The global meet celebrated the anniversary of the road-going car that was first presented as a prototype at the 1965 Paris motor show, then displayed again in 1966 at the Turin show before its debut as a production model at the Frankfurt motor show in November, 1967.
So why didn’t Ferrari celebrate the 50th anniversary last year? The company said it would have been overshadowed by the Ferrari 70th anniversary celebrations and instead changed the emphasis to reflect the road debut of the first model in March 1968.
The occasion was marked by 150 cars and 300 owners who gathered in the forecourt of the Maranello Museum and then headed to the Fiorano track, where they were paraded.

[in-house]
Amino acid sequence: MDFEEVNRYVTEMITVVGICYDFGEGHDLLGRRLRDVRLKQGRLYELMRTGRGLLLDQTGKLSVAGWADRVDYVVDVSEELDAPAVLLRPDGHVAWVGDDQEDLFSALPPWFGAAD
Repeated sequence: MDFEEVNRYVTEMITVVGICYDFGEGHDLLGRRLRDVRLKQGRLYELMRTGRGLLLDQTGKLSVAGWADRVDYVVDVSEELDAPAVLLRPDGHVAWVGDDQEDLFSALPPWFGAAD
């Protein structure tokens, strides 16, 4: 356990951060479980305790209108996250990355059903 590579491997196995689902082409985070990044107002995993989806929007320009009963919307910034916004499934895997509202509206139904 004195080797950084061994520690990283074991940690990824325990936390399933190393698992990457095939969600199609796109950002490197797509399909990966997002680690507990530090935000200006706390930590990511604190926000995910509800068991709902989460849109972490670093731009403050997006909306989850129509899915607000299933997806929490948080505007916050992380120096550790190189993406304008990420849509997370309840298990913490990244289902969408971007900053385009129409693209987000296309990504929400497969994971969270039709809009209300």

The Dino was named after Enzo Ferrari’s son Alfredo “Dino” who was heir to the company until his death at age 24 in 1956 from muscular dystrophy.
While the model did not carry a Ferrari prancing horse until 1976 and then through to its demise in 1980, many owners retrofitted the badge. From its inception in 1968 to 1976, it wore Dino badges.
In 2017, at a Shannons auction, a 1972 Dino GTS sold for $850,000. Shannons sold a Dino in 2008 for $100,000.
By Neil Dowling